This interface will soon cease to be publicly available. Use the new interface instead. Click here to switch over now.

Cookies on our website

We use cookies on this website, mainly to provide a secure browsing experience but also to collect statistics on how the website is used. You can find out more about the cookies we set, the information we store and how we use it on the cookies page.

Data from Samnordisk runtextdatabas

login: password: stay logged in: help

Gunnlaugr Leifsson (GunnLeif)

13th century; volume 8; ed. Russell Poole;

VIII. 1. Merlínusspá I (Merl I) - 103

Gunnlaugr Leifsson (GunnLeif, d. 1218 or 1219) was a monk at the Benedictine house of Þingeyrar, a monastery near the shores of Húnaflói, in northern Iceland, that maintained close relations with the seat of the bishop at Hólar (Turville-Petre 1953, 135). Nothing is known concerning Gunnlaugr’s place of birth, upbringing or social origins. He was regarded in his own time as a man of singular Latin learning (LH II, 394-5) and worked in a distinguished historiographic and hagiographic milieu (de Vries 1964-7, II, 246). In a rare personal anecdote, perhaps apocryphal, Arngrímr Brandsson, a Benedictine monk and abbot at Þingeyrar (d. 1361 or 1362), tells that Gunnlaugr attempted to recite his new history of Saint Ambrose at the church at Hólar but was rebuffed by Bishop Guðmundr Arason (LH II, 394-5; Ciklamini 2008, 1). The two men were evidently on good terms at an earlier stage, however (Ciklamini 2004, 66), and, while bishop at Hólar, Guðmundr commissioned Gunnlaugr to prepare a life of Jón helgi ‘the Saint’ Ǫgmundarson and an account of portents and miracles pertaining to Þorlákr Þórhallsson, both in Latin (LH II, 394-5).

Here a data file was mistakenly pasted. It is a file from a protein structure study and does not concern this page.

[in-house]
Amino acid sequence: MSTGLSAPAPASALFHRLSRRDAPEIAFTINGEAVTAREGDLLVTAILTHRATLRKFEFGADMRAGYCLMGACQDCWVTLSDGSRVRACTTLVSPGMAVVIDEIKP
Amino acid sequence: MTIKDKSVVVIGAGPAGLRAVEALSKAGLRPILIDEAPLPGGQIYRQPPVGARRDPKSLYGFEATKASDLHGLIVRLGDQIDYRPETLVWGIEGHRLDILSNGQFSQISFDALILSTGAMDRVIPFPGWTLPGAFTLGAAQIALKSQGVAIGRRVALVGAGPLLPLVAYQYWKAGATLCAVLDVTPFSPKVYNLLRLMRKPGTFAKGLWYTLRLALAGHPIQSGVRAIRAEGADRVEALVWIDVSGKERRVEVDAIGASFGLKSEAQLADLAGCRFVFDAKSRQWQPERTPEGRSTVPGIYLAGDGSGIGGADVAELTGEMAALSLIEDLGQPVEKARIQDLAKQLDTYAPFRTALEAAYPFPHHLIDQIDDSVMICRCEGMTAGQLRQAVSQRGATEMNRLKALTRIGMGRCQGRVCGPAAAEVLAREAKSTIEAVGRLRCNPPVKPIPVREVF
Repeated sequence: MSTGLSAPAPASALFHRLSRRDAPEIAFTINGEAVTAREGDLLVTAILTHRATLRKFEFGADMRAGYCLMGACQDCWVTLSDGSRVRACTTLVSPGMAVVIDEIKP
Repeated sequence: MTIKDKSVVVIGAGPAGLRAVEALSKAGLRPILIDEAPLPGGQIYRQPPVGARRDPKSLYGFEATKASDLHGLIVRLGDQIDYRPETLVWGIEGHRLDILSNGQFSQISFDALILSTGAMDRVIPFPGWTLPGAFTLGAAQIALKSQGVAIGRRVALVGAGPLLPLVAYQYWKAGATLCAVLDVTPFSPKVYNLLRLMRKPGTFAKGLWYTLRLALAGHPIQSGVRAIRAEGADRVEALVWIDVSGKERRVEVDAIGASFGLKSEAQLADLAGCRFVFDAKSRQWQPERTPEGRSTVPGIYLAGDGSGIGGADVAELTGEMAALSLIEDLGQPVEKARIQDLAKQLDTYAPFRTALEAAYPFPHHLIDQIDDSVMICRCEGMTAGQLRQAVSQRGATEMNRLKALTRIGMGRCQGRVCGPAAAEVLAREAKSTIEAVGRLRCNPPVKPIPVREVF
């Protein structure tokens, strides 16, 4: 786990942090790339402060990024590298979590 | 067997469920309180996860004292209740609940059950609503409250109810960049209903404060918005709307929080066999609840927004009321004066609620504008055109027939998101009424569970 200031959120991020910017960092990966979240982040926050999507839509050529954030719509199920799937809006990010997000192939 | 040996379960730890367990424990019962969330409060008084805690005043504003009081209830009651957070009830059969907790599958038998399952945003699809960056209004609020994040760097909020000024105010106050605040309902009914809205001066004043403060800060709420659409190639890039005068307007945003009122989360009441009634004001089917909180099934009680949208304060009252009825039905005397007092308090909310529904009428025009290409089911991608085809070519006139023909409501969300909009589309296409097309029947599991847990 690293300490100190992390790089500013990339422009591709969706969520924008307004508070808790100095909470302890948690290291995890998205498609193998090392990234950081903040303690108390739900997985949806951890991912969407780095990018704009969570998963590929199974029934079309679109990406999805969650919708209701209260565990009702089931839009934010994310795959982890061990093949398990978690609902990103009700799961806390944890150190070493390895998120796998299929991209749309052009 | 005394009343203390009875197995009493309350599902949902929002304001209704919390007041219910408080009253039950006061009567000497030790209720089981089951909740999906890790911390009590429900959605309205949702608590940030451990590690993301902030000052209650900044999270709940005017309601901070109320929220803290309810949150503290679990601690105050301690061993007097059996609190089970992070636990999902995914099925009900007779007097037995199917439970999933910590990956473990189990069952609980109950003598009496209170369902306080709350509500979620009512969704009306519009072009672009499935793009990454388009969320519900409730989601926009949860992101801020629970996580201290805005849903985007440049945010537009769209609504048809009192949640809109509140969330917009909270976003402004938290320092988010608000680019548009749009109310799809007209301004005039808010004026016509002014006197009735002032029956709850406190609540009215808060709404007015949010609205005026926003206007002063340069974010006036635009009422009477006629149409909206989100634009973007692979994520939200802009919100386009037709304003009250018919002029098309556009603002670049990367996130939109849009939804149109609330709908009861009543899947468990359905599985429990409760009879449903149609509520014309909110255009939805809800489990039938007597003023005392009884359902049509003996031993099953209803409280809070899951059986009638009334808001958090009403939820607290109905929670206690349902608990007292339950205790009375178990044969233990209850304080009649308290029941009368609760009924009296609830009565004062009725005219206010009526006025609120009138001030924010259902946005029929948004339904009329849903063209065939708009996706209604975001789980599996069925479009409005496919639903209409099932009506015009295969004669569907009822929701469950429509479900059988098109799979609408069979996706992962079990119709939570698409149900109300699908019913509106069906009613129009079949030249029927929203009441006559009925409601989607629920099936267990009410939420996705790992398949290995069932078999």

Works ascribed to Gunnlaugr that survive in one form or other include the Latin life of Jón helgi, represented by a close Icelandic translation; the account of Þorlákr’s miracles; a Latin expansion of Gunnlaugr’s Þingeyrar colleague Oddr Snorrason’s life of King Óláfr Tryggvason, extant in the shape of excerpts translated into Icelandic; an Icelandic original version of Þorvalds þáttr víðfǫrla ‘The Tale of Þorvaldr the Far-traveller’ that may at one time have formed part of the life of Óláfr; and a now entirely lost life of Saint Ambrose (LH II, 394-403; Turville-Petre 1953, 194-200; Bekker-Nielsen 1958; de Vries 1964-7, II, 245-7; Würth 1998, 205-6; Ciklamini 2004, 66; Katrín Axelsdóttir 2005). The only work ascribed to Gunnlaugr that appears to survive in a relatively complete state is Merlínusspá ‘The Prophecies of Merlin’ (Merl I and II). It is also the sole medieval instance of a direct verse translation into Icelandic from Latin prose (Würth 1998, 206).